Balloon pulmonary angioplasty was considered safe and effective even in patients considered “oldest-old” (≥80 years) with chronic thromboembolic pulmonary hypertension (CTEPH), according to research presented at the 68th Annual Scientific Session and Expo of the American College of Cardiology held March 16 to 18 in New Orleans, Louisiana.
Researchers from the Toho University Oshahi Medical Center in Tokyo, Japan, conducted a study to explore the use of balloon pulmonary angioplasty in elderly patients with CTEPH.
A total of 45 patients were divided into 2 groups by age: an older group (n=8) of patients who were ≥80 years of age and a younger group (n=37) of patients who were <80 years of age.
Changes in hemodynamic parameters and 6-minute walking distance were used as measures of effectiveness. Adverse events were noted throughout the 180 balloon pulmonary angioplasty sessions.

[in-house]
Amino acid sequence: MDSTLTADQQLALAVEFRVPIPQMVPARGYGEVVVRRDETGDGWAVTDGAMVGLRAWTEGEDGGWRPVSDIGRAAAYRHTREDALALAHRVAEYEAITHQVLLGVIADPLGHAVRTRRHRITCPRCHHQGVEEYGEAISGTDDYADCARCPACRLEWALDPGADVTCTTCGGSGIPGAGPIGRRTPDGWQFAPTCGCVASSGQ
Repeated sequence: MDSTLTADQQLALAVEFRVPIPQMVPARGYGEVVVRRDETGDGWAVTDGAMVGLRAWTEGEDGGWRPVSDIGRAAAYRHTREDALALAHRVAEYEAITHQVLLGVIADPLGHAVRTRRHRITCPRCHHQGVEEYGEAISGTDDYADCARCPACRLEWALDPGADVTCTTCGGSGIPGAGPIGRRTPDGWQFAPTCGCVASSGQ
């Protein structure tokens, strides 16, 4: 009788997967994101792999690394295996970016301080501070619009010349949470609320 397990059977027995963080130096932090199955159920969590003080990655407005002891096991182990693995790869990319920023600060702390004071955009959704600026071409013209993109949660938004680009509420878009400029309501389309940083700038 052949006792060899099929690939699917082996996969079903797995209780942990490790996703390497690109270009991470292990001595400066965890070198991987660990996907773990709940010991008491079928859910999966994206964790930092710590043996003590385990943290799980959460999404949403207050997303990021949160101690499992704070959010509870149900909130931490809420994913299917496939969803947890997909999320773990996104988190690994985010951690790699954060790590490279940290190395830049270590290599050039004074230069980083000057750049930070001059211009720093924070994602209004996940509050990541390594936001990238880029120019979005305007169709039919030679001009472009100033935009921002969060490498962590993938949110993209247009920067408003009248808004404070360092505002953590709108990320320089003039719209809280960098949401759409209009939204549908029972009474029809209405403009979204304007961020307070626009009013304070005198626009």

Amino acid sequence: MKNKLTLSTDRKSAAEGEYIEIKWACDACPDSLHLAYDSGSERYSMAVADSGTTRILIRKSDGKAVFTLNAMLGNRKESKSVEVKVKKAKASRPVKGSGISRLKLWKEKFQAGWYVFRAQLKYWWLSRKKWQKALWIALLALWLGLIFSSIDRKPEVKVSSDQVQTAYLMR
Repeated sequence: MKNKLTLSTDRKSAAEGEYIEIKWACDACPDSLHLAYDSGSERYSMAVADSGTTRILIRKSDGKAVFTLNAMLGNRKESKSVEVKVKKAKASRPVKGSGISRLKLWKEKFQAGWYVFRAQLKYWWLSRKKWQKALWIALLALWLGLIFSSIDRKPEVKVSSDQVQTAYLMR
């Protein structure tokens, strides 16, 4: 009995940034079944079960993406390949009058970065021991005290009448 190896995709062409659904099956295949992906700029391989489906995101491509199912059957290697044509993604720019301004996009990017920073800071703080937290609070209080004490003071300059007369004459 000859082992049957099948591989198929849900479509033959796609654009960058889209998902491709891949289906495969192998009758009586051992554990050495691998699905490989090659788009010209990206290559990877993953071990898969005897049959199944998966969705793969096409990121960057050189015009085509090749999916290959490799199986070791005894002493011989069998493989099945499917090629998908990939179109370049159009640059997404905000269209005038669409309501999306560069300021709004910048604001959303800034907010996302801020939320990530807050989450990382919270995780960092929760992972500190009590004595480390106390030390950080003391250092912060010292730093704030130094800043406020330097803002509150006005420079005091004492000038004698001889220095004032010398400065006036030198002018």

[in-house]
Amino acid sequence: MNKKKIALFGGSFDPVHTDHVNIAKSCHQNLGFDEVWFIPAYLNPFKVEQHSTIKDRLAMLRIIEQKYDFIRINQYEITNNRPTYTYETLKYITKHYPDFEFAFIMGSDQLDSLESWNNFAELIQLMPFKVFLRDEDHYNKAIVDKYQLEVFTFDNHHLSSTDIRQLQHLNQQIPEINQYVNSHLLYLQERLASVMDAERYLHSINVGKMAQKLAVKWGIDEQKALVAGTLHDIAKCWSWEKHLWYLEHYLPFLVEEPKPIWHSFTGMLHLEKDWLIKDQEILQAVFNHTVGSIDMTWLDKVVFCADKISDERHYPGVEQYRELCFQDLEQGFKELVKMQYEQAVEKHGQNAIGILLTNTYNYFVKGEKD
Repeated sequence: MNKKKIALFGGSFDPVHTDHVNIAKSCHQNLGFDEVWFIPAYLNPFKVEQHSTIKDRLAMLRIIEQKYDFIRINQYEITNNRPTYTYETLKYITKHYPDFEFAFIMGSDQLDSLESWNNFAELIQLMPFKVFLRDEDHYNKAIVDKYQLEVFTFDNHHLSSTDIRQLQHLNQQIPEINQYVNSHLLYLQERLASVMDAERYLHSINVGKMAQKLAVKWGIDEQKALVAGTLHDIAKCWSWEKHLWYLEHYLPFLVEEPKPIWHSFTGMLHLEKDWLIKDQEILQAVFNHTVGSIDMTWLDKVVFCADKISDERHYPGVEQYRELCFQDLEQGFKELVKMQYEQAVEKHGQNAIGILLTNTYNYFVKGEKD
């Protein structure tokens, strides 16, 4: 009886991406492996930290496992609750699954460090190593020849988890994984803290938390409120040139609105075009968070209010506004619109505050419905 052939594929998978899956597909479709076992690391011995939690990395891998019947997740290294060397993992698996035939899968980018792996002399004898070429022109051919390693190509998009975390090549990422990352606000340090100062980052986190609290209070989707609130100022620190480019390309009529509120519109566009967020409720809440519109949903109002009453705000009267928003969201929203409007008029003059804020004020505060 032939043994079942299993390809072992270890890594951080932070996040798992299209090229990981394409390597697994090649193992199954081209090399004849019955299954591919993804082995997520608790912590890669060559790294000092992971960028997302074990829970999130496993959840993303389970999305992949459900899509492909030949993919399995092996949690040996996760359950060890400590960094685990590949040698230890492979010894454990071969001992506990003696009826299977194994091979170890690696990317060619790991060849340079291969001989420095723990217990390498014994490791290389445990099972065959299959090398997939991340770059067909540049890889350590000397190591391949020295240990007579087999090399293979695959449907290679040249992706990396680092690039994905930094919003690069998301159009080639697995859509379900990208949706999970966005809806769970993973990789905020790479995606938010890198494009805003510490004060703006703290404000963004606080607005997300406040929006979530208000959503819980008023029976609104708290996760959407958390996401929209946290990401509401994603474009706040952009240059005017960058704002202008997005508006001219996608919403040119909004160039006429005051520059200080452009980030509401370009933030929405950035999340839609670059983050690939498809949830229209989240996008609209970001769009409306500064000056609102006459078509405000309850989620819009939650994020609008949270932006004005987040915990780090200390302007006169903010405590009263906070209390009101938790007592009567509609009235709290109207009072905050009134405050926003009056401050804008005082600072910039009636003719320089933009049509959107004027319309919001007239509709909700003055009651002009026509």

Both groups experienced improvements in hemodynamic parameters. Patients in the older group had a significant change in mean pulmonary artery pressure (32.1±10.3 mm Hg vs 23.0±8.4 mm Hg; P <.0001). The younger group also had a significant change in mean pulmonary artery pressure (35.6±10.3 vs 23.2±5.6 mm Hg; P <.0001).
However, the change in 6-minute walking distance was not significant in the older group (253.0 ±99.7 m vs 295.3±94.8 m; P =.13) but was significant in the younger patients (299.3±143.6 m vs 419.1±155.2 m; P <.0001).
In addition, there was no significant difference in adverse events between the groups (3/30 sessions in the older group: 10%; 16/150 sessions in the younger group: 10.7%). The majority of adverse events were occurrences of minor hemosputum.
The researchers concluded that balloon pulmonary angioplasty is effective and safe even in the oldest of patients with CTEPH. They added that “[t]he improvement of exercise tolerance might be affected by preoperative exercise function and orthopedic factors.”
Ikeda N, Kubota S, Okazaki T, et al. The effectiveness and safety of balloon pulmonary angioplasty for oldest old patients with chronic thromboembolic pulmonary hypertension. Presented at: the 68th Annual Scientific Session and Expo of the American College of Cardiology; March 16-18, 2019; New Orleans, LA. Abstract 482.
This article originally appeared on Pulmonology Advisor